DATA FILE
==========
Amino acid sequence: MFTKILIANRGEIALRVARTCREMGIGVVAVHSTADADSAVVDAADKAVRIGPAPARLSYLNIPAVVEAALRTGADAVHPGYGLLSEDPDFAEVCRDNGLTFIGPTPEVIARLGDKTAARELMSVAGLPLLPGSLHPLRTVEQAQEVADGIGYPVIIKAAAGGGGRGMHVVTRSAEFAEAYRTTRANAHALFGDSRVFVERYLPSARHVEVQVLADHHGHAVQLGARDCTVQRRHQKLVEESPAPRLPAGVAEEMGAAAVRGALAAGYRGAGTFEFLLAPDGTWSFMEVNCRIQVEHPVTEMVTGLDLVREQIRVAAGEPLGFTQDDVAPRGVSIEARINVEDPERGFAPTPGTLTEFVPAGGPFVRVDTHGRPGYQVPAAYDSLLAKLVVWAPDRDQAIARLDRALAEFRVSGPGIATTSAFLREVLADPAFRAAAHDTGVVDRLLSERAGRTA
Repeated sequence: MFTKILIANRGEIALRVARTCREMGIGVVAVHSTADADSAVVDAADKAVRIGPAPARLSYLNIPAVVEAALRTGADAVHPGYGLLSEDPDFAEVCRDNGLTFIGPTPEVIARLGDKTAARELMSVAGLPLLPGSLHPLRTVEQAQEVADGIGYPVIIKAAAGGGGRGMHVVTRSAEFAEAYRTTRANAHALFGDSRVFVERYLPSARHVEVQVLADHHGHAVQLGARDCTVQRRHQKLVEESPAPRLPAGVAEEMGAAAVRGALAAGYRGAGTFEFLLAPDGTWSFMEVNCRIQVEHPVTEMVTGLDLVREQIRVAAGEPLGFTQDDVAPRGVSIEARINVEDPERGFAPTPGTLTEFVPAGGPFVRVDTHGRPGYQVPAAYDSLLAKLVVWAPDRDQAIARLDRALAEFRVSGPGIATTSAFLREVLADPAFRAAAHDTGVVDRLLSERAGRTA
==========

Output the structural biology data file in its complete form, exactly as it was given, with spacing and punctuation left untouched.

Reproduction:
Amino acid sequence: MFTKILIANRGEIALRVARTCREMGIGVVAVHSTADADSAVVDAADKAVRIGPAPARLSYLNIPAVVEAALRTGADAVHPGYGLLSEDPDFAEVCRDNGLTFIGPTPEVIARLGDKTAARELMSVAGLPLLPGSLHPLRTVEQAQEVADGIGYPVIIKAAAGGGGRGMHVVTRSAEFAEAYRTTRANAHALFGDSRVFVERYLPSARHVEVQVLADHHGHAVQLGARDCTVQRRHQKLVEESPAPRLPAGVAEEMGAAAVRGALAAGYRGAGTFEFLLAPDGTWSFMEVNCRIQVEHPVTEMVTGLDLVREQIRVAAGEPLGFTQDDVAPRGVSIEARINVEDPERGFAPTPGTLTEFVPAGGPFVRVDTHGRPGYQVPAAYDSLLAKLVVWAPDRDQAIARLDRALAEFRVSGPGIATTSAFLREVLADPAFRAAAHDTGVVDRLLSERAGRTA
Repeated sequence: MFTKILIANRGEIALRVARTCREMGIGVVAVHSTADADSAVVDAADKAVRIGPAPARLSYLNIPAVVEAALRTGADAVHPGYGLLSEDPDFAEVCRDNGLTFIGPTPEVIARLGDKTAARELMSVAGLPLLPGSLHPLRTVEQAQEVADGIGYPVIIKAAAGGGGRGMHVVTRSAEFAEAYRTTRANAHALFGDSRVFVERYLPSARHVEVQVLADHHGHAVQLGARDCTVQRRHQKLVEESPAPRLPAGVAEEMGAAAVRGALAAGYRGAGTFEFLLAPDGTWSFMEVNCRIQVEHPVTEMVTGLDLVREQIRVAAGEPLGFTQDDVAPRGVSIEARINVEDPERGFAPTPGTLTEFVPAGGPFVRVDTHGRPGYQVPAAYDSLLAKLVVWAPDRDQAIARLDRALAEFRVSGPGIATTSAFLREVLADPAFRAAAHDTGVVDRLLSERAGRTA